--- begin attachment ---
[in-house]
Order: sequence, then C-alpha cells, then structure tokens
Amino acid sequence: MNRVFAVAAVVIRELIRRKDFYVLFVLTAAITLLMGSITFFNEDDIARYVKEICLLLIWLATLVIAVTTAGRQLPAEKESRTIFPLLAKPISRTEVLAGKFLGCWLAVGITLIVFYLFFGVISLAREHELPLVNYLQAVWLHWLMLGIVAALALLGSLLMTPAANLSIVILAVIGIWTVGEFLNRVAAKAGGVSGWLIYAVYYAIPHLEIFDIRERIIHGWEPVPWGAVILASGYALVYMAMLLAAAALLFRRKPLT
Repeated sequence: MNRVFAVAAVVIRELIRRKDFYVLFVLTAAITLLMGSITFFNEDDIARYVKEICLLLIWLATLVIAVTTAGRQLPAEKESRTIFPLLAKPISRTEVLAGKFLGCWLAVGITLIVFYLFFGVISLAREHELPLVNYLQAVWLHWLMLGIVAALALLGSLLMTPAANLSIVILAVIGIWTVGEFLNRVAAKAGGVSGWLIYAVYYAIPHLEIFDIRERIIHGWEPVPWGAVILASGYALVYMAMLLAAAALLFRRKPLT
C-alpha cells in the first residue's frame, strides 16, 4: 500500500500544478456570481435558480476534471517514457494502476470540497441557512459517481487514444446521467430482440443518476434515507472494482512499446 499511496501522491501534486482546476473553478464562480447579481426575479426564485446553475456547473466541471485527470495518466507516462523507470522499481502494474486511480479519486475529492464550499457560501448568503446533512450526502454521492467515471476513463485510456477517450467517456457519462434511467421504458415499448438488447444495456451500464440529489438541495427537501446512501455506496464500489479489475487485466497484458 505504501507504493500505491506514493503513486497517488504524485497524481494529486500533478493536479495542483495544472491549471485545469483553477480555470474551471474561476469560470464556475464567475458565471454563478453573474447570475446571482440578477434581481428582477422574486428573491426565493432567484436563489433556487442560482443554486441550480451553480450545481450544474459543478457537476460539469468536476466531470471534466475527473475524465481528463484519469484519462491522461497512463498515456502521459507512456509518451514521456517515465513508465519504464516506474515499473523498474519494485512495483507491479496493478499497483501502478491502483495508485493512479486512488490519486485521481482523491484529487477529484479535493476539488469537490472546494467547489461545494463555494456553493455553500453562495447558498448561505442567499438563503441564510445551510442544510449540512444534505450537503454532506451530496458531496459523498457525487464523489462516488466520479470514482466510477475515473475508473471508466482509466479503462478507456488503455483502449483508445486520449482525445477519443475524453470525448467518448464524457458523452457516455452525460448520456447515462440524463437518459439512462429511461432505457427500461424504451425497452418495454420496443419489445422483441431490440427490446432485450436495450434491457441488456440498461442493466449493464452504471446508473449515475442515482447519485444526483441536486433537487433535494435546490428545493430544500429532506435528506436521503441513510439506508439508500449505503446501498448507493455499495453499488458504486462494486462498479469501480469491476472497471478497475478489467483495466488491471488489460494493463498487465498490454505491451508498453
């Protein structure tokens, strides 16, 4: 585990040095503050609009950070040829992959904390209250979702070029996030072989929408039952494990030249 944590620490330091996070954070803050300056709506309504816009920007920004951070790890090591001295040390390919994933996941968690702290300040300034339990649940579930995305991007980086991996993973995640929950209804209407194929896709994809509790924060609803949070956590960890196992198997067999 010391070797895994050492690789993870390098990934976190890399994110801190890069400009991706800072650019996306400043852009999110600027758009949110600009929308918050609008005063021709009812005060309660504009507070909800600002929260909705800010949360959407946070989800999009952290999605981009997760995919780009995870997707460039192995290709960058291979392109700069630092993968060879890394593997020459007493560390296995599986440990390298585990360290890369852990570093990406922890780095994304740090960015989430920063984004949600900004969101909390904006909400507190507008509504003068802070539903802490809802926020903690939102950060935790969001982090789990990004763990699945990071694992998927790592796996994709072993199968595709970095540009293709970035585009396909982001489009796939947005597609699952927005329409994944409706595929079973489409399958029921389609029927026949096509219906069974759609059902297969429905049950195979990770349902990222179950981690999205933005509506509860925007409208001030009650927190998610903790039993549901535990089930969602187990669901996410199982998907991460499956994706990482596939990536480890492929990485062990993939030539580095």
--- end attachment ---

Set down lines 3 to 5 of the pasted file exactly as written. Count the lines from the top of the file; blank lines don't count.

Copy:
Amino acid sequence: MNRVFAVAAVVIRELIRRKDFYVLFVLTAAITLLMGSITFFNEDDIARYVKEICLLLIWLATLVIAVTTAGRQLPAEKESRTIFPLLAKPISRTEVLAGKFLGCWLAVGITLIVFYLFFGVISLAREHELPLVNYLQAVWLHWLMLGIVAALALLGSLLMTPAANLSIVILAVIGIWTVGEFLNRVAAKAGGVSGWLIYAVYYAIPHLEIFDIRERIIHGWEPVPWGAVILASGYALVYMAMLLAAAALLFRRKPLT
Repeated sequence: MNRVFAVAAVVIRELIRRKDFYVLFVLTAAITLLMGSITFFNEDDIARYVKEICLLLIWLATLVIAVTTAGRQLPAEKESRTIFPLLAKPISRTEVLAGKFLGCWLAVGITLIVFYLFFGVISLAREHELPLVNYLQAVWLHWLMLGIVAALALLGSLLMTPAANLSIVILAVIGIWTVGEFLNRVAAKAGGVSGWLIYAVYYAIPHLEIFDIRERIIHGWEPVPWGAVILASGYALVYMAMLLAAAALLFRRKPLT
C-alpha cells in the first residue's frame, strides 16, 4: 500500500500544478456570481435558480476534471517514457494502476470540497441557512459517481487514444446521467430482440443518476434515507472494482512499446 499511496501522491501534486482546476473553478464562480447579481426575479426564485446553475456547473466541471485527470495518466507516462523507470522499481502494474486511480479519486475529492464550499457560501448568503446533512450526502454521492467515471476513463485510456477517450467517456457519462434511467421504458415499448438488447444495456451500464440529489438541495427537501446512501455506496464500489479489475487485466497484458 505504501507504493500505491506514493503513486497517488504524485497524481494529486500533478493536479495542483495544472491549471485545469483553477480555470474551471474561476469560470464556475464567475458565471454563478453573474447570475446571482440578477434581481428582477422574486428573491426565493432567484436563489433556487442560482443554486441550480451553480450545481450544474459543478457537476460539469468536476466531470471534466475527473475524465481528463484519469484519462491522461497512463498515456502521459507512456509518451514521456517515465513508465519504464516506474515499473523498474519494485512495483507491479496493478499497483501502478491502483495508485493512479486512488490519486485521481482523491484529487477529484479535493476539488469537490472546494467547489461545494463555494456553493455553500453562495447558498448561505442567499438563503441564510445551510442544510449540512444534505450537503454532506451530496458531496459523498457525487464523489462516488466520479470514482466510477475515473475508473471508466482509466479503462478507456488503455483502449483508445486520449482525445477519443475524453470525448467518448464524457458523452457516455452525460448520456447515462440524463437518459439512462429511461432505457427500461424504451425497452418495454420496443419489445422483441431490440427490446432485450436495450434491457441488456440498461442493466449493464452504471446508473449515475442515482447519485444526483441536486433537487433535494435546490428545493430544500429532506435528506436521503441513510439506508439508500449505503446501498448507493455499495453499488458504486462494486462498479469501480469491476472497471478497475478489467483495466488491471488489460494493463498487465498490454505491451508498453